The visit was also meant to send a message to the Tunisian people as well as the outsiders that the Tunisian leader meant business: To those at home he is setting the foreign policy agenda with Libya in priority; and to the region he is sending hopes of reviving North Africa’s dream project – the Arab Maghreb Union (AMU) – that would unite the region on the basis of an integrated approach on the region’s glaring issues like sagging economy, dire security concerns and betraying political integration.

“In the strategic, security and economic overview, the Tunisian president’s visit to Tripoli is about looking for good opportunities of cooperation. The long years of conflict have resulted in prolonged border closures that have hit the volume of business, particularly in the informal trade in consumer goods that is an economic mainstay in border areas,” Dr. Mohammed Issam told Arab News.

Saied is also seen to be in a race against time to beat Tunisia’s regional competitors for Libyan market opportunities especially in matters of trade and employment. The repatriation of the families of Tunisian militants is also among the issues of common concern of the two countries’ leaders.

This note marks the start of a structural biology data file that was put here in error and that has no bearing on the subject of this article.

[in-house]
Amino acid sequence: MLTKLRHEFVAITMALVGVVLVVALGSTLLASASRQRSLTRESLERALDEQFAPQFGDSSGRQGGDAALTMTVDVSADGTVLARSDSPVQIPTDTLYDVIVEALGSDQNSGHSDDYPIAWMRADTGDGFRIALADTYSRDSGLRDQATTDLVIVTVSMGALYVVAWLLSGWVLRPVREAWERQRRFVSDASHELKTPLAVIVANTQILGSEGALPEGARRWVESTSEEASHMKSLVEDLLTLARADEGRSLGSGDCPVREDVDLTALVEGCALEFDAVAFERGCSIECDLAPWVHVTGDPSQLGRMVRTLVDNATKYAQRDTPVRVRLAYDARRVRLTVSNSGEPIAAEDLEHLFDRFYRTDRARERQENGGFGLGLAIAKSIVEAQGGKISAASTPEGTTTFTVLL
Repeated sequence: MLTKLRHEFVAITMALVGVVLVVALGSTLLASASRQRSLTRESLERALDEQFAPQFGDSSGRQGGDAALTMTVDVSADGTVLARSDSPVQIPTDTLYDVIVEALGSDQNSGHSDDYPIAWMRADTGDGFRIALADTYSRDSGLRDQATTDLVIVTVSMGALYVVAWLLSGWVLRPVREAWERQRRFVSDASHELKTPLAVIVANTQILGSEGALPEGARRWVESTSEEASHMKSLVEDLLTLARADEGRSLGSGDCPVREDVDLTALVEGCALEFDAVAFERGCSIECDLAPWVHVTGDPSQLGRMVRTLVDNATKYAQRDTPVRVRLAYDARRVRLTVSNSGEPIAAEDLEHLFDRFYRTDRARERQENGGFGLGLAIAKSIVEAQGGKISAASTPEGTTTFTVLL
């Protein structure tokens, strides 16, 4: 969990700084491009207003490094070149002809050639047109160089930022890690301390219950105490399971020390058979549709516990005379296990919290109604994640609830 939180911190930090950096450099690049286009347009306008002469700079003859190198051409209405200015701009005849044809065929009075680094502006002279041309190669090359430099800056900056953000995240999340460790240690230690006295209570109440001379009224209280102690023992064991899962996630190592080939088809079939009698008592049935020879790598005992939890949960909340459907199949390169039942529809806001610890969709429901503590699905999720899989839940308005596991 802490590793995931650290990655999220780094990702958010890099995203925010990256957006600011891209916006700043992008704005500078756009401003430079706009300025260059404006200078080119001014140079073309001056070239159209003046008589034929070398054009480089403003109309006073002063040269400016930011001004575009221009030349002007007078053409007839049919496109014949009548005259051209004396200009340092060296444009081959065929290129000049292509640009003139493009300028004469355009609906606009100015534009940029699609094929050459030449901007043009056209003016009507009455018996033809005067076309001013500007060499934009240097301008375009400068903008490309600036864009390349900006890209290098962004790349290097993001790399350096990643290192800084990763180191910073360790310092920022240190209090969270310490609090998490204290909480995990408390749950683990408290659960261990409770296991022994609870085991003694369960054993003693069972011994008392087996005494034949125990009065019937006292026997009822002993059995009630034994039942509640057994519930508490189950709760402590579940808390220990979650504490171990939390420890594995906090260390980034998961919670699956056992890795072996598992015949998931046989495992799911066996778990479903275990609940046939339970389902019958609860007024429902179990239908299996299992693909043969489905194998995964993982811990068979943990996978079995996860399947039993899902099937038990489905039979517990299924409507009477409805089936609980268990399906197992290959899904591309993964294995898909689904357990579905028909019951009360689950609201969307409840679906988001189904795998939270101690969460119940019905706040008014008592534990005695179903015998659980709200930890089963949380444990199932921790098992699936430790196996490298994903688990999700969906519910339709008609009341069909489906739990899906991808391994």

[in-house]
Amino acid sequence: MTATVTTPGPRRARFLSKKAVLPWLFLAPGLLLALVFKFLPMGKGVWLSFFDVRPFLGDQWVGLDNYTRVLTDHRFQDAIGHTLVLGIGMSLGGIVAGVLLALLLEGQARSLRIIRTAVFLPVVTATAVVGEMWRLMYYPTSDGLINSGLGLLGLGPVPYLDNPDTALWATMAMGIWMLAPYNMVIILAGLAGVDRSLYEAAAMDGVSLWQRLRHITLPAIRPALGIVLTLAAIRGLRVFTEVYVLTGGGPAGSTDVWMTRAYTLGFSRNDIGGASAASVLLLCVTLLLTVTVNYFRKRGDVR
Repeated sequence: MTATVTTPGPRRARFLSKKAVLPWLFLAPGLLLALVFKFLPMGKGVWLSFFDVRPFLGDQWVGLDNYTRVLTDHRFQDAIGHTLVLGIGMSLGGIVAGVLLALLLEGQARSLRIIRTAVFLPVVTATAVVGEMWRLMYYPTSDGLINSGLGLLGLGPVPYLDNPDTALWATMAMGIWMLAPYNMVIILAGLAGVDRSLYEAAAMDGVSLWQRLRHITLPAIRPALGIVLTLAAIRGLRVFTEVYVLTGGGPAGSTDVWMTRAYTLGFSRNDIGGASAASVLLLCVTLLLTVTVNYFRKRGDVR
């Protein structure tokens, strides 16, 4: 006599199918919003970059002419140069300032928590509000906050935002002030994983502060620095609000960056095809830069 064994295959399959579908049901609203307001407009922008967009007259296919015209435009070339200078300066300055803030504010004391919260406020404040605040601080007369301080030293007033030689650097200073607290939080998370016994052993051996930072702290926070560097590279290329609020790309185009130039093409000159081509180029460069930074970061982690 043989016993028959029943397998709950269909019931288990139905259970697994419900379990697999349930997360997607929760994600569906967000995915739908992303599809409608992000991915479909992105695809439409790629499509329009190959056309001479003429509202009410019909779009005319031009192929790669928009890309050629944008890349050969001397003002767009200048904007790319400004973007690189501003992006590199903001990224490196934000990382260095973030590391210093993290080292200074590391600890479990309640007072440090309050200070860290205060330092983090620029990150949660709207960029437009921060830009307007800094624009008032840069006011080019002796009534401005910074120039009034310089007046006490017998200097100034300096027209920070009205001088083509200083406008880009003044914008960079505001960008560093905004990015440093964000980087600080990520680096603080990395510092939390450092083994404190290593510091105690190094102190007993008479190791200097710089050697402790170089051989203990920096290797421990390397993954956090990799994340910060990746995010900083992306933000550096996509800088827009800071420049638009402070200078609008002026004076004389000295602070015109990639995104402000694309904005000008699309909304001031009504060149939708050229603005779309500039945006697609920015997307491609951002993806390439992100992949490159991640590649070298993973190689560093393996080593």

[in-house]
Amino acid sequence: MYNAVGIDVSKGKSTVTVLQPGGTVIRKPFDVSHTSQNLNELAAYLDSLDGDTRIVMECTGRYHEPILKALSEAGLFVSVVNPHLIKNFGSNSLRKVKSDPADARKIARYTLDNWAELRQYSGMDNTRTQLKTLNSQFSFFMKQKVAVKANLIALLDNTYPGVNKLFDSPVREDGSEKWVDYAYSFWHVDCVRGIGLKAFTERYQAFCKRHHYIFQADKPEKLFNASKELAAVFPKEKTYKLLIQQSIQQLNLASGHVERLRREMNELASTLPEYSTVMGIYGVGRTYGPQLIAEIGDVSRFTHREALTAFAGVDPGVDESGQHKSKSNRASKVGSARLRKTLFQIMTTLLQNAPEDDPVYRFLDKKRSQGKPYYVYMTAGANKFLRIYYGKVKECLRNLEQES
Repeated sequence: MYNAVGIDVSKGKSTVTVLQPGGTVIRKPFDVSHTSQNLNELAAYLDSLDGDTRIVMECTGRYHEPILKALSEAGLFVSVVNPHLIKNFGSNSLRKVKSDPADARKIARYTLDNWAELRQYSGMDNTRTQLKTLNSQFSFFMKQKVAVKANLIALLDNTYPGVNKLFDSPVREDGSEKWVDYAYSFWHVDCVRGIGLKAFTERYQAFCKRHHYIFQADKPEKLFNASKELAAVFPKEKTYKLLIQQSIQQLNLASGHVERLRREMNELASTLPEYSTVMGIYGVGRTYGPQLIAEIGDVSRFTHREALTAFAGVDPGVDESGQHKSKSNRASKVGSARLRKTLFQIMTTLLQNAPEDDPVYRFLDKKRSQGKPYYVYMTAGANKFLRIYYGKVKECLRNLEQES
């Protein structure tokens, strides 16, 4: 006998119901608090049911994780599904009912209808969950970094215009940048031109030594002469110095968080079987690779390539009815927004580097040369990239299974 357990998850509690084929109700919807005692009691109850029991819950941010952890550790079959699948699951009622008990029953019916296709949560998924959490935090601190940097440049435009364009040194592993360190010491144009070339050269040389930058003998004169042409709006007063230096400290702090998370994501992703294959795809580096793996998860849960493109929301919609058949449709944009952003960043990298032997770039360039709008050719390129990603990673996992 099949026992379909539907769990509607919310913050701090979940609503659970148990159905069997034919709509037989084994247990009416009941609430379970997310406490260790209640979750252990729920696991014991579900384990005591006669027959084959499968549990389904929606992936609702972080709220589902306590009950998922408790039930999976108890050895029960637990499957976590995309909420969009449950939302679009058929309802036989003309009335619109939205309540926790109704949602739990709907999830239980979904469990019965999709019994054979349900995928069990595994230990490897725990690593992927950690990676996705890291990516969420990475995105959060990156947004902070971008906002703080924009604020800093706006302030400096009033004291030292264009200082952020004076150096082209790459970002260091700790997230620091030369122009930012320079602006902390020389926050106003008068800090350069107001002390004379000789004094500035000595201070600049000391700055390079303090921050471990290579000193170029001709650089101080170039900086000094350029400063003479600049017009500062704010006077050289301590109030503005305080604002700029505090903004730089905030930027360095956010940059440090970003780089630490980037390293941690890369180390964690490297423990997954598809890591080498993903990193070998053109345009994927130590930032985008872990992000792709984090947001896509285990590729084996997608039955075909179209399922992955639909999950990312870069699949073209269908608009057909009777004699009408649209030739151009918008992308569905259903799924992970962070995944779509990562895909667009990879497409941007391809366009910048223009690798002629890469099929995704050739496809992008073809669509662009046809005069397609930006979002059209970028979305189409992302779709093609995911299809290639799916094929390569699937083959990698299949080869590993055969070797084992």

But what seems to have caught the eyes of the planners, policy makers and commenters is the two countries’ seemingly concordance on reactivating the AMU, which merits attention in the larger interests of the North Africa, which remains among the most fragmented regions in continent today. It has its own set of problems like most of the regions in the world, but a will to have the regional unity to deal with problems of common interest is strikingly lacking. These were the reason the five countries – Libya, Tunisia, Algeria, Morocco and Mauritania – came together to create the AMU in 1989 and that became very reasons for the project to collapse. In contrast, other regional associations in Africa not only worked, but thrived, like the Common Market for Eastern and Southern Africa (COMESA) and the Economic Community of Western African States (ECOWAS).